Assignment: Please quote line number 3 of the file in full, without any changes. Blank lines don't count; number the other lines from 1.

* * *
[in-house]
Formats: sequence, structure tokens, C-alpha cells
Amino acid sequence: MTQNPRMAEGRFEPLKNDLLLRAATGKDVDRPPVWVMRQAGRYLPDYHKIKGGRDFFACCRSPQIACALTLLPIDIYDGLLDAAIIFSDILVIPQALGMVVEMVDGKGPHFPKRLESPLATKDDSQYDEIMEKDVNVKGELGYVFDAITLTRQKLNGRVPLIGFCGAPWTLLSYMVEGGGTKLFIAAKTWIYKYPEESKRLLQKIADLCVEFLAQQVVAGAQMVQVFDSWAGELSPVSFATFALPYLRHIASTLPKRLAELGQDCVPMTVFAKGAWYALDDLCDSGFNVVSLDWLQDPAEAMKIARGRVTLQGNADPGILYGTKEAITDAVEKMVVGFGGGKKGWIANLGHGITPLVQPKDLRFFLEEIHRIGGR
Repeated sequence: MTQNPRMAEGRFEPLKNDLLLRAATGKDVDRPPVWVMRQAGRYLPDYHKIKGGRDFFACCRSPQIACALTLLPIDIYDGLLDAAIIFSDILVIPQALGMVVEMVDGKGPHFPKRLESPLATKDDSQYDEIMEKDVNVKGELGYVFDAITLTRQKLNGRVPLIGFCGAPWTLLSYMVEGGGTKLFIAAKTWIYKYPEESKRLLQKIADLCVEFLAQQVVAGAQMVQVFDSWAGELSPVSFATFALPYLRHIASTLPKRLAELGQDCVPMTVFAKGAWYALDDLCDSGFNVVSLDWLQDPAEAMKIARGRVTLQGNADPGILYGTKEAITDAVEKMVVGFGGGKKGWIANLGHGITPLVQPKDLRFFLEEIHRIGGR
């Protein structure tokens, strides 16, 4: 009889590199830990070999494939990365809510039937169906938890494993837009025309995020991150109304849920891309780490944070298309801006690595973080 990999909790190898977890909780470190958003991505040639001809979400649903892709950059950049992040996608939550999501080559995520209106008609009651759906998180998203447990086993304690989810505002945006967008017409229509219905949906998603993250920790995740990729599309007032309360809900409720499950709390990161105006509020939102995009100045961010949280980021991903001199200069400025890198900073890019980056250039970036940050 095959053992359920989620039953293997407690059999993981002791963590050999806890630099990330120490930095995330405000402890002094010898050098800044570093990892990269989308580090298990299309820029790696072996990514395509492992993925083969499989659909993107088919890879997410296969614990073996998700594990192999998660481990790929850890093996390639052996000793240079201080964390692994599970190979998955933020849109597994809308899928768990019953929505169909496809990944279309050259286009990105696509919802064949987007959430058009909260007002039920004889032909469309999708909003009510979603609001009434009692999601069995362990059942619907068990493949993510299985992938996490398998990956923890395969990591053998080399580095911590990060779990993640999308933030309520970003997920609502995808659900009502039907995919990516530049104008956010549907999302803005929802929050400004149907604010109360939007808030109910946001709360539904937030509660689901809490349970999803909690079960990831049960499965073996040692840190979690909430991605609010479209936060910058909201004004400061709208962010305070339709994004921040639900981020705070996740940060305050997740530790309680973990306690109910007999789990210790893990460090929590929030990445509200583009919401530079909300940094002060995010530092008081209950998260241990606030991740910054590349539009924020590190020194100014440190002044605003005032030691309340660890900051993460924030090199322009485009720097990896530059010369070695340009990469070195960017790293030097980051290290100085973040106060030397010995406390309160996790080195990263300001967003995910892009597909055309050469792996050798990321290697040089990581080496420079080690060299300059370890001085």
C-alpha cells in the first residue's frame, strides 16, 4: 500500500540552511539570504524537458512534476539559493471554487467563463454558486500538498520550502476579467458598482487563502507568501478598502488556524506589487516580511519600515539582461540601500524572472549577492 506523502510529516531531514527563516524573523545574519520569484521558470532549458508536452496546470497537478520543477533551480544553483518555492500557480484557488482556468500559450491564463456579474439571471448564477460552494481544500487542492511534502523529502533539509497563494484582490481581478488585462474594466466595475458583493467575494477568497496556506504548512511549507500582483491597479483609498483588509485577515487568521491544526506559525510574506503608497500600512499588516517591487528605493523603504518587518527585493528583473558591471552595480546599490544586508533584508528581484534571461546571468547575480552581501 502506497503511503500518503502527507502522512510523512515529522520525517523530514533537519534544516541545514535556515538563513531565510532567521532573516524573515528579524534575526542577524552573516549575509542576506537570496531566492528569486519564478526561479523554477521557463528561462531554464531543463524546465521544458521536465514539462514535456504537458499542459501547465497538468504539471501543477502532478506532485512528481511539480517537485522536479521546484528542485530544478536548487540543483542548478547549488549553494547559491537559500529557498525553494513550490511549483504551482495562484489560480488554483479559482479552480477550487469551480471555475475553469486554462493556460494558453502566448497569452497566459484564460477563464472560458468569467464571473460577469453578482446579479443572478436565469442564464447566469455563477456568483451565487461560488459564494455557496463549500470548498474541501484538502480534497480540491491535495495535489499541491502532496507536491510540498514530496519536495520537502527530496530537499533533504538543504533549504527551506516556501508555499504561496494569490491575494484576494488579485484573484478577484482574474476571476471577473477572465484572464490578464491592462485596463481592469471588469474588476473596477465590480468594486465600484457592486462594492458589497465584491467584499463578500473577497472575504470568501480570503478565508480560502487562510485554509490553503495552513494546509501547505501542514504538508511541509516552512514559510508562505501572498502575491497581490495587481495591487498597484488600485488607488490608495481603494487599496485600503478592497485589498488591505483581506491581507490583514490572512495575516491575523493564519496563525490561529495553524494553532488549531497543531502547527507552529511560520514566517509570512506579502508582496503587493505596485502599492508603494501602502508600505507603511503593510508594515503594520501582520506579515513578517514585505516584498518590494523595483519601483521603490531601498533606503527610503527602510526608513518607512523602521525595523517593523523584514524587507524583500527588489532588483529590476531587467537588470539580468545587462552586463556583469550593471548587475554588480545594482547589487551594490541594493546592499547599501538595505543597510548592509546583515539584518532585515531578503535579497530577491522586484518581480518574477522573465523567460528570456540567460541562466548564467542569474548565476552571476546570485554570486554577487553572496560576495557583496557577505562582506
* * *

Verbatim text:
Amino acid sequence: MTQNPRMAEGRFEPLKNDLLLRAATGKDVDRPPVWVMRQAGRYLPDYHKIKGGRDFFACCRSPQIACALTLLPIDIYDGLLDAAIIFSDILVIPQALGMVVEMVDGKGPHFPKRLESPLATKDDSQYDEIMEKDVNVKGELGYVFDAITLTRQKLNGRVPLIGFCGAPWTLLSYMVEGGGTKLFIAAKTWIYKYPEESKRLLQKIADLCVEFLAQQVVAGAQMVQVFDSWAGELSPVSFATFALPYLRHIASTLPKRLAELGQDCVPMTVFAKGAWYALDDLCDSGFNVVSLDWLQDPAEAMKIARGRVTLQGNADPGILYGTKEAITDAVEKMVVGFGGGKKGWIANLGHGITPLVQPKDLRFFLEEIHRIGGR